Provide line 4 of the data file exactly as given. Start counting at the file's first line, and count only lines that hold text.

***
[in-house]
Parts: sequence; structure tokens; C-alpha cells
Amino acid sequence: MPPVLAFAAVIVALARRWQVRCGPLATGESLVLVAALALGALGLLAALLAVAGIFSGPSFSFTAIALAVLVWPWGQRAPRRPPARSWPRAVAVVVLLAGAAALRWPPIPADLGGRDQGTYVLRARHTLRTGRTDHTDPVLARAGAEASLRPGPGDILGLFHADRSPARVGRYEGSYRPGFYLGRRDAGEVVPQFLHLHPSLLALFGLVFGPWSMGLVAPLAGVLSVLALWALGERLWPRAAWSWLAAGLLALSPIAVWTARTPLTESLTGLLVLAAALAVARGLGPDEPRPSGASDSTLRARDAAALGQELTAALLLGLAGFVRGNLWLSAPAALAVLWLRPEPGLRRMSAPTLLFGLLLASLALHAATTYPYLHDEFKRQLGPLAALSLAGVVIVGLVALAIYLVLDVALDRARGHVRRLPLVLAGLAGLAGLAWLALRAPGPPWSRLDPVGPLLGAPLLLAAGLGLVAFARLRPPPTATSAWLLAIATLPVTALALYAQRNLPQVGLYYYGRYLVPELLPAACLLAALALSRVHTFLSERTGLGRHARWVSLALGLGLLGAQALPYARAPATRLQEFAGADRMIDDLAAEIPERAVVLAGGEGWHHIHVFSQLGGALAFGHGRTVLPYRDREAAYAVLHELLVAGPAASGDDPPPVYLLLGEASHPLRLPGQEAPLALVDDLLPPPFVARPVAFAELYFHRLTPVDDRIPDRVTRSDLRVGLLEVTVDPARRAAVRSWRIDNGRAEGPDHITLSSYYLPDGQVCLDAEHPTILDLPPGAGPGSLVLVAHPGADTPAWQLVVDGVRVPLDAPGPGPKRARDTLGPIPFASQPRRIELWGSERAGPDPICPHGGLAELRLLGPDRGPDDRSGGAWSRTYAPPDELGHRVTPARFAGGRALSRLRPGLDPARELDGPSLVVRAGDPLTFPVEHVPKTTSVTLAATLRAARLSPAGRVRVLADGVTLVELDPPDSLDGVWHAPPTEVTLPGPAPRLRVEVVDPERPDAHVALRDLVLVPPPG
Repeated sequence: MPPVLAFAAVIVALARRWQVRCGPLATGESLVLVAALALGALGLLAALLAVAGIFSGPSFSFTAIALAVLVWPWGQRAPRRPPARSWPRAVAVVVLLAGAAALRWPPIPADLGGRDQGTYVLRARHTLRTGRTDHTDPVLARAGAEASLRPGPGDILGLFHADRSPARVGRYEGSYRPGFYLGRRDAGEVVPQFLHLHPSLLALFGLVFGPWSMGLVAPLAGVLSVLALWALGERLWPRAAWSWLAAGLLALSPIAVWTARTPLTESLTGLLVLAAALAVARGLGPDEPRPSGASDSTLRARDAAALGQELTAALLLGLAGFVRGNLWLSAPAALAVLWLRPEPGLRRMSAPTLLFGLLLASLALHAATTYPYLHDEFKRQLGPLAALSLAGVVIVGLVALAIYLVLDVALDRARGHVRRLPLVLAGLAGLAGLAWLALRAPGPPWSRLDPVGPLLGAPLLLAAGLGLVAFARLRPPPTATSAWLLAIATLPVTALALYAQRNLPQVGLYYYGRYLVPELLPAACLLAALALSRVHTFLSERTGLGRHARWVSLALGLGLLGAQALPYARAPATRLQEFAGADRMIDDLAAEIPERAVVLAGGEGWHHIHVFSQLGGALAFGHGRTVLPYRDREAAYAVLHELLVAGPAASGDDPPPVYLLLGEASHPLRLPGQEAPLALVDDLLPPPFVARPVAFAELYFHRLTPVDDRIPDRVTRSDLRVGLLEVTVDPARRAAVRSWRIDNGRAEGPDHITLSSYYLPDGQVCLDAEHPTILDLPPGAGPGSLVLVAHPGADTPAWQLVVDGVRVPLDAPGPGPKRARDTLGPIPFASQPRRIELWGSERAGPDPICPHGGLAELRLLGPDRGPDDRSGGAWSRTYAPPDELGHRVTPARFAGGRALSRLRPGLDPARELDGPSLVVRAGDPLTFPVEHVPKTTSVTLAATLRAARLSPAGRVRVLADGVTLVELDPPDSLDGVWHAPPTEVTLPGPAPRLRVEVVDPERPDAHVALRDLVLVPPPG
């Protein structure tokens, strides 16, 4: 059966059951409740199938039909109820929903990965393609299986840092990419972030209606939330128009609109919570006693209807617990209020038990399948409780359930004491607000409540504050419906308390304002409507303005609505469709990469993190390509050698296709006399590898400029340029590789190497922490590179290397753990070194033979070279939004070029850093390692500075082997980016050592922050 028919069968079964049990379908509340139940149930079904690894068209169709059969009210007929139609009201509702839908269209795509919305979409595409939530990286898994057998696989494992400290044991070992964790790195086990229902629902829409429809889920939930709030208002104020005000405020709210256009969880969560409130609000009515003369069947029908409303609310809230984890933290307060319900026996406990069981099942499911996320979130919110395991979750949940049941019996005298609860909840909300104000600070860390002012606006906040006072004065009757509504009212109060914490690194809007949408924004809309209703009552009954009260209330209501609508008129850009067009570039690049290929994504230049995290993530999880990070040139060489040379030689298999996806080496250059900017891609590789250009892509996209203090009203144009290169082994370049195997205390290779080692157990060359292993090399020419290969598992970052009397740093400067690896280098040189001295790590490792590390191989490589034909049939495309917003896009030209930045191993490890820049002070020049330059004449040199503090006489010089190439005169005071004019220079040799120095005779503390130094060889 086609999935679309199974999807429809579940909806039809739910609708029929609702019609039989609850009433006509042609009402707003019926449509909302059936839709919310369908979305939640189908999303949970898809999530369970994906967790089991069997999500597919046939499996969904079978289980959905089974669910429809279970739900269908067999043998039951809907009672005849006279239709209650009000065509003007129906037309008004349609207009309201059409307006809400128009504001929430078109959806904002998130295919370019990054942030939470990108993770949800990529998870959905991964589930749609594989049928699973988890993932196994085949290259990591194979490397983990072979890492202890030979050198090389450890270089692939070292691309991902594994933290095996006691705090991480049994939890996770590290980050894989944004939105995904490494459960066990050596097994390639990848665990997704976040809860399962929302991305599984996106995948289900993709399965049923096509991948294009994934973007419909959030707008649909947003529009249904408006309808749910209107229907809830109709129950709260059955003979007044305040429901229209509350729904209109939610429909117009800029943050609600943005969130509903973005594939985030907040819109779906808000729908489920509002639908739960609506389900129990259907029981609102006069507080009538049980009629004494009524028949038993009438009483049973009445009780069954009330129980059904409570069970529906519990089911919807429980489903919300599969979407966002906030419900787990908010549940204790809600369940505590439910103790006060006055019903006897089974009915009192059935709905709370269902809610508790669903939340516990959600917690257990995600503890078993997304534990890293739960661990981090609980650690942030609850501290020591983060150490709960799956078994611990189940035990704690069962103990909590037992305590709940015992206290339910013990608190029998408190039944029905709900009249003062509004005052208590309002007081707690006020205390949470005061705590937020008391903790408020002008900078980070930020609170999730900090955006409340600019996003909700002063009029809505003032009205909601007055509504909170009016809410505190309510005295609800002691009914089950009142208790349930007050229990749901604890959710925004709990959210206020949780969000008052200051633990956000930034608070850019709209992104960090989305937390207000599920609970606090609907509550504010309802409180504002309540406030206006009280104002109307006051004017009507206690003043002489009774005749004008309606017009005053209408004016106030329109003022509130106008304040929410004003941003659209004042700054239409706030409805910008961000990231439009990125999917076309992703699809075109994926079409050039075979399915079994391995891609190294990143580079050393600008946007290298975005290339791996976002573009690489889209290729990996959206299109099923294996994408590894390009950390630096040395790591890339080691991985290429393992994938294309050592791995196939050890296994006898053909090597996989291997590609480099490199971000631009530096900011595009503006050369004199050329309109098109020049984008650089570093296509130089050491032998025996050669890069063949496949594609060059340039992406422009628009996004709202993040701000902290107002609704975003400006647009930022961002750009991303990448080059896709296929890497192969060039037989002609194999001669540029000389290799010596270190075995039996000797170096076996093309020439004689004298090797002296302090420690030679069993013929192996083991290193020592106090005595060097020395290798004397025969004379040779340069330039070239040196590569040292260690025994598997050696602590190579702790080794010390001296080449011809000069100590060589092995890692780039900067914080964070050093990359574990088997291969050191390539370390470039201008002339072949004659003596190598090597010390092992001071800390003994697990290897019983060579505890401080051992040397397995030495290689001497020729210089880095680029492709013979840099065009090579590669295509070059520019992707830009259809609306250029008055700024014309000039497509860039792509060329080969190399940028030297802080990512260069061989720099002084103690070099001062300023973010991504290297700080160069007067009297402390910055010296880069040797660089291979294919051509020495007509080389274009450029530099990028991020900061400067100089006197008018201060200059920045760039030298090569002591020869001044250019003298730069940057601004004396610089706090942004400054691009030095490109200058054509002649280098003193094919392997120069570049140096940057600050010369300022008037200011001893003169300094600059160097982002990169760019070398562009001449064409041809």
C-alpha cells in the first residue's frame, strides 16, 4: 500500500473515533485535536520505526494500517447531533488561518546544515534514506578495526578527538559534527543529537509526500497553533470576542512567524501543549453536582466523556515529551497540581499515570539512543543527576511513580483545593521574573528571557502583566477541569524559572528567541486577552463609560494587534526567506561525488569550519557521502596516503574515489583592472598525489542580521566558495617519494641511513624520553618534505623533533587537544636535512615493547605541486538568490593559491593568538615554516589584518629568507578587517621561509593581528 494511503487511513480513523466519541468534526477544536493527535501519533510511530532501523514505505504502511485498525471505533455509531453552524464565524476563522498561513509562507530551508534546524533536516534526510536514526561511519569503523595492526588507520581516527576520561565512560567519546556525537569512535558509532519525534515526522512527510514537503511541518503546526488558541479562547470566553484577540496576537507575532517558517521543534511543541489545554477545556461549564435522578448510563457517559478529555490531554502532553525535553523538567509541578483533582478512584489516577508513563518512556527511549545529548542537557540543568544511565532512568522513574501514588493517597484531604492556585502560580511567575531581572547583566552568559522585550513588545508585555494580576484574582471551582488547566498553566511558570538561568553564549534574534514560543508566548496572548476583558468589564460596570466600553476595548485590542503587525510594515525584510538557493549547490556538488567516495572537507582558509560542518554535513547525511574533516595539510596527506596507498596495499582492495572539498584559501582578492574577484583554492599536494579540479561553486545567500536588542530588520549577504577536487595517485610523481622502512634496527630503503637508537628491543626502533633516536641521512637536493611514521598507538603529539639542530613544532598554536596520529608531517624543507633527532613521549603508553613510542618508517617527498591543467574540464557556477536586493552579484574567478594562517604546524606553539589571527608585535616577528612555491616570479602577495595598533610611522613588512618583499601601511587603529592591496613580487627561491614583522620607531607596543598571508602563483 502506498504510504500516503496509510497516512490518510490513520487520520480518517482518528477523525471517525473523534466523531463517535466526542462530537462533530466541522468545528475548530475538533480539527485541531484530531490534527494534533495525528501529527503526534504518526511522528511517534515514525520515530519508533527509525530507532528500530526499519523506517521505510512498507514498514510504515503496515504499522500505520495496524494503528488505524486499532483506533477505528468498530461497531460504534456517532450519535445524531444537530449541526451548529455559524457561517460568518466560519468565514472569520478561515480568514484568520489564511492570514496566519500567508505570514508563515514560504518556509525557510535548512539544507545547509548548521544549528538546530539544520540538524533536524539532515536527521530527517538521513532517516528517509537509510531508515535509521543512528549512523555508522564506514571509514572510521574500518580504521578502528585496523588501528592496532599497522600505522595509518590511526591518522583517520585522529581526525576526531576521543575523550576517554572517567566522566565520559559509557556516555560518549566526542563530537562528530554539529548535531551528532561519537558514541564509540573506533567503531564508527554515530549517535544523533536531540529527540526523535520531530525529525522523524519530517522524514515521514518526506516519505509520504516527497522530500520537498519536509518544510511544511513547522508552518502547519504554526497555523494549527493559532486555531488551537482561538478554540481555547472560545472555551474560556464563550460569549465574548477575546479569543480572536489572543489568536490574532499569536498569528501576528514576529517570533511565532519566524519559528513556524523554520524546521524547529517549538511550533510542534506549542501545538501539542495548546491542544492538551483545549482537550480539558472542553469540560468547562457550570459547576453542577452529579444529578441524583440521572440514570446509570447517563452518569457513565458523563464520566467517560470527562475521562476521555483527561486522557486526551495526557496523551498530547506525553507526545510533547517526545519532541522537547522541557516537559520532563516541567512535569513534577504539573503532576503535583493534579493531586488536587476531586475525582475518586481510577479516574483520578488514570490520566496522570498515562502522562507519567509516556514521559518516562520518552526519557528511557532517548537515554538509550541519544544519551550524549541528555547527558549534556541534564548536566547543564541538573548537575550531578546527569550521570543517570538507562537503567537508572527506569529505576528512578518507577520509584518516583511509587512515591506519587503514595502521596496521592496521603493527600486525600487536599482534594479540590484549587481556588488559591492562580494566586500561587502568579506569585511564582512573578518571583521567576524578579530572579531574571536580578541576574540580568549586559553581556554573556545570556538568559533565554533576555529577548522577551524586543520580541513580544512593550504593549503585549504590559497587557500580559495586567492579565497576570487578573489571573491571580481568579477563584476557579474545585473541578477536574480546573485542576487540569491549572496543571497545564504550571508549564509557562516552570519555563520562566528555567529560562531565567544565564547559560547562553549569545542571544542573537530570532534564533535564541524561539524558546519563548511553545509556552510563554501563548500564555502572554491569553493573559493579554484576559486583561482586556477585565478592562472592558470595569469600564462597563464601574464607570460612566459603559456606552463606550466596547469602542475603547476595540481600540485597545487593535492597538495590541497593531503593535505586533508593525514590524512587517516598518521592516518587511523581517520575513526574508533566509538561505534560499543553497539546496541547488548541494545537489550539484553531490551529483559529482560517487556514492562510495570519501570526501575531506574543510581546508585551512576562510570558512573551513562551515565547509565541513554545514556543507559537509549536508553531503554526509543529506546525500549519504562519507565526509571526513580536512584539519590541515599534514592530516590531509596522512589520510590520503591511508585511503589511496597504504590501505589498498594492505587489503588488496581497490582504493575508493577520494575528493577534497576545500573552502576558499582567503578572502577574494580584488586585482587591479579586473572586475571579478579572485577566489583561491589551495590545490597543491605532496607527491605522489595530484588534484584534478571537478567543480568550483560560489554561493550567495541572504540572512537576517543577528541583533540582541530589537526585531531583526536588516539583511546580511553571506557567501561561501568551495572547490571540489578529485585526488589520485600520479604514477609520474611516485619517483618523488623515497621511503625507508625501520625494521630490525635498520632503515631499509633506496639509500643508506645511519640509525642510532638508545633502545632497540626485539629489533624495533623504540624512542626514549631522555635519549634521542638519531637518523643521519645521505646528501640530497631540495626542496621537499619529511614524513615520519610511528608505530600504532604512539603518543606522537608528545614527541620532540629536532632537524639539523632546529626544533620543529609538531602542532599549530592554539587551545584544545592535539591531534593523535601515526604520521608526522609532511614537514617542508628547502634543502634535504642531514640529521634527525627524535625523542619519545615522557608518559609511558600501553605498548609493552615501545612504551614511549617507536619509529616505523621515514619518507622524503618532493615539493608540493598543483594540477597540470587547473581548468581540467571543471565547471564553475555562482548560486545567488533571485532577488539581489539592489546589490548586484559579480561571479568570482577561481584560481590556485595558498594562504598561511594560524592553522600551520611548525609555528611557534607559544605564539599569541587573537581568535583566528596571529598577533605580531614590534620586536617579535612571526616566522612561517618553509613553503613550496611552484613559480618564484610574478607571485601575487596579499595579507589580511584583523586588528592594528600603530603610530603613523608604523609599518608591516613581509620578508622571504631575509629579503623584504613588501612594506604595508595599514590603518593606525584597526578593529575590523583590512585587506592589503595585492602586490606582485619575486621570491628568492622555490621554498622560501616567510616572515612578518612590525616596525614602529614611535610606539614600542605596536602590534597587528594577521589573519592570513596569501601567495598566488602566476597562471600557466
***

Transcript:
Repeated sequence: MPPVLAFAAVIVALARRWQVRCGPLATGESLVLVAALALGALGLLAALLAVAGIFSGPSFSFTAIALAVLVWPWGQRAPRRPPARSWPRAVAVVVLLAGAAALRWPPIPADLGGRDQGTYVLRARHTLRTGRTDHTDPVLARAGAEASLRPGPGDILGLFHADRSPARVGRYEGSYRPGFYLGRRDAGEVVPQFLHLHPSLLALFGLVFGPWSMGLVAPLAGVLSVLALWALGERLWPRAAWSWLAAGLLALSPIAVWTARTPLTESLTGLLVLAAALAVARGLGPDEPRPSGASDSTLRARDAAALGQELTAALLLGLAGFVRGNLWLSAPAALAVLWLRPEPGLRRMSAPTLLFGLLLASLALHAATTYPYLHDEFKRQLGPLAALSLAGVVIVGLVALAIYLVLDVALDRARGHVRRLPLVLAGLAGLAGLAWLALRAPGPPWSRLDPVGPLLGAPLLLAAGLGLVAFARLRPPPTATSAWLLAIATLPVTALALYAQRNLPQVGLYYYGRYLVPELLPAACLLAALALSRVHTFLSERTGLGRHARWVSLALGLGLLGAQALPYARAPATRLQEFAGADRMIDDLAAEIPERAVVLAGGEGWHHIHVFSQLGGALAFGHGRTVLPYRDREAAYAVLHELLVAGPAASGDDPPPVYLLLGEASHPLRLPGQEAPLALVDDLLPPPFVARPVAFAELYFHRLTPVDDRIPDRVTRSDLRVGLLEVTVDPARRAAVRSWRIDNGRAEGPDHITLSSYYLPDGQVCLDAEHPTILDLPPGAGPGSLVLVAHPGADTPAWQLVVDGVRVPLDAPGPGPKRARDTLGPIPFASQPRRIELWGSERAGPDPICPHGGLAELRLLGPDRGPDDRSGGAWSRTYAPPDELGHRVTPARFAGGRALSRLRPGLDPARELDGPSLVVRAGDPLTFPVEHVPKTTSVTLAATLRAARLSPAGRVRVLADGVTLVELDPPDSLDGVWHAPPTEVTLPGPAPRLRVEVVDPERPDAHVALRDLVLVPPPG